2. Your figures have the US at 47%. Total drug patents are about 60% American (These are U.S patents, I don’t know if that’s different from world patents). The US share of developed world population is 30%. I would say an overrepresentation. (at any case, as the blogger reader noted, my argument about profits would hold even in 100% of patents came from outside, as long as they were disproportionally made for the US market).

3. “Willem Kolff invented the first functional artificial kidney (for dialysis) in Holland during World War”

At first one might think the example is just irrelevant, but really it’s instructive. Dialysis became widely used over two decades years later, in the US, through the American mix of private but non-profit and pure profit system (an expanded even more through generous non-rationed public finance a la US) Which serves to illustrate: Invention and mass consumption are not the same.

One of the worlds currently leading dialysis firms is Swedish Gambro. Which has 2/3 of it’s sales and probably an even larger share of profits from the US market. These are typical figures.
I would actually expect Europe scientists to come up with new technologies as a higher rate than the US, since Europe has a larger population (in fact they don’t even seem to manage that, which the massive overrepresentation in Nobel prizes is an indication of, but that’s another argument). The question is also the degree in which ideas turn into products.

“the idea that the huge profits flowing into big pharma have sped up drug development is clearly false.”

Other factors, such as simply the state of science, determine development than profits alone.
Maybe the low hanging fruits have been picked for our state (this certainly also goes for general growth in the 1950s and 1960s).

The relevant question is what development would be with smaller profits. You think it will be higher? R&D input has gone up a lot, following profits (in absolute terms, and as a share of revenue). I assume the relationship between input and output is positive. It could be zero. (it could also be negative, but you would need a sophisticated argument for that than correlation over time).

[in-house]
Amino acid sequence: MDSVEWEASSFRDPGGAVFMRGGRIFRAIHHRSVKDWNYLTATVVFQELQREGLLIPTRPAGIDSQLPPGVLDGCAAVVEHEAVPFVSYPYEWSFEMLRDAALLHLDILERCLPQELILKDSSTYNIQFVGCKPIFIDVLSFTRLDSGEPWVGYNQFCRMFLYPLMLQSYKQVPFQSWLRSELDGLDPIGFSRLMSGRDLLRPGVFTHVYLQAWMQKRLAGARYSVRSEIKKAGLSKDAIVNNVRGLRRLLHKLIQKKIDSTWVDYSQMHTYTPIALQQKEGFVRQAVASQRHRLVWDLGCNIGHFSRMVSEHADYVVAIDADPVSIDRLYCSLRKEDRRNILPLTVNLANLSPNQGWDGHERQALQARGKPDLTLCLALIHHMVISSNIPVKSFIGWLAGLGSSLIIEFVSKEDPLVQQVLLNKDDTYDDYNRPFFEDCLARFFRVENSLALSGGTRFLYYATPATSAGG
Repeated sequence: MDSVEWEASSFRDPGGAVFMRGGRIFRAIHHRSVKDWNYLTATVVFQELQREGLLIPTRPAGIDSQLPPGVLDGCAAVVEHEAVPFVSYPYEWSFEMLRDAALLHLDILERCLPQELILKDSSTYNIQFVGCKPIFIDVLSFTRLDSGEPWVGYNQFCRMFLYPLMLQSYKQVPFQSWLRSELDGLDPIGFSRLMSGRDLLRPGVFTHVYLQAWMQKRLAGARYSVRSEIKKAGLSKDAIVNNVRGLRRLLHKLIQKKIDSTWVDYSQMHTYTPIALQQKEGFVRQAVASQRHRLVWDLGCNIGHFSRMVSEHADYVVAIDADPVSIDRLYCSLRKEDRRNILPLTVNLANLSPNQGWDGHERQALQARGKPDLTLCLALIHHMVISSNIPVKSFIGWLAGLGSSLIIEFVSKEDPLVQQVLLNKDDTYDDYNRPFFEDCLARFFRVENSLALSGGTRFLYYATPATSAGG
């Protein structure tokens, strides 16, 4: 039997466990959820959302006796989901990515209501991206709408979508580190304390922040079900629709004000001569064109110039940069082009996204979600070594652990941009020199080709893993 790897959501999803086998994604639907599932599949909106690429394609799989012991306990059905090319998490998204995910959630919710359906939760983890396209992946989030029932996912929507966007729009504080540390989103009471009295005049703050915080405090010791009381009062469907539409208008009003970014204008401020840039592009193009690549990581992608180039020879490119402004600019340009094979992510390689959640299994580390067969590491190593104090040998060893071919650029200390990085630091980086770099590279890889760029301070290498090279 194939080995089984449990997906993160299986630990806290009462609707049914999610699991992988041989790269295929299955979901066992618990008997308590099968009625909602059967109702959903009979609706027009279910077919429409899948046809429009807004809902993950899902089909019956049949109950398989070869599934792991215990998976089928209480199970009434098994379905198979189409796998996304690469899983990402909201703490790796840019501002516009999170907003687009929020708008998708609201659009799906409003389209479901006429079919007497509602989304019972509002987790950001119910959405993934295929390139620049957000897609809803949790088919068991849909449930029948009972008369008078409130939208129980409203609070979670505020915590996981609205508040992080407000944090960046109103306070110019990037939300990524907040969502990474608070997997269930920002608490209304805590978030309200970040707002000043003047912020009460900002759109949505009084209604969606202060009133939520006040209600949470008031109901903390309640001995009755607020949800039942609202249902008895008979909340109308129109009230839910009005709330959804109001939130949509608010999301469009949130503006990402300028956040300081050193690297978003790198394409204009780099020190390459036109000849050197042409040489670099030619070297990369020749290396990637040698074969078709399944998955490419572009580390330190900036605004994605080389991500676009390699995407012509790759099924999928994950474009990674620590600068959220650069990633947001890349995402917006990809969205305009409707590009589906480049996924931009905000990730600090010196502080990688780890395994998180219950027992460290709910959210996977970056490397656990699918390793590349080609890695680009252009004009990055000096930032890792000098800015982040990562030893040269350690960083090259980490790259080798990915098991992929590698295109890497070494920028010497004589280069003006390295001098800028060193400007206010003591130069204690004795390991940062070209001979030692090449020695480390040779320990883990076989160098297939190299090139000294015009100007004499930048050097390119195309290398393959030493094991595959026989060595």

August 01, 2009 9:41 PM  
Blogger Tino said...

57% of European firm’s revenue came from the US (percent of EU+US, not of total). Only 24% of American firm’s profit comes from Europe.

Again: Free-riding.

European consumers buy the same drugs cheaper, since firms make their profits in the US market, they don't have to face the same tradeoff: They get the drugs anyway. The US could use this levrege (for example tax foreign firms that sell at higher prices in US market) , but doesn’t.

The paper also shows that R&D spending in real terms grew from 25 billion 1993 to 67 billion 2004.

August 01, 2009 10:03 PM  
Blogger gcochran said...

Big Pharma in the US is accomplishing less and less over time: the number of new molecular entities licensed by the FDA is running about 40% of what it was in the 70s.

Much of the reason seems to be a number of research fads that didn't work. Research approaches that do work can still become unfashionable to the point of being generally abandoned.

And, of course, management now routinely endorses dishonesty, such as paying off researchers to lie, faking results, even pushing drugs such as Vioxx known to have net negative results.

It's possible that routine dishonesty interferes with genuine innovation.

August 02, 2009 2:45 PM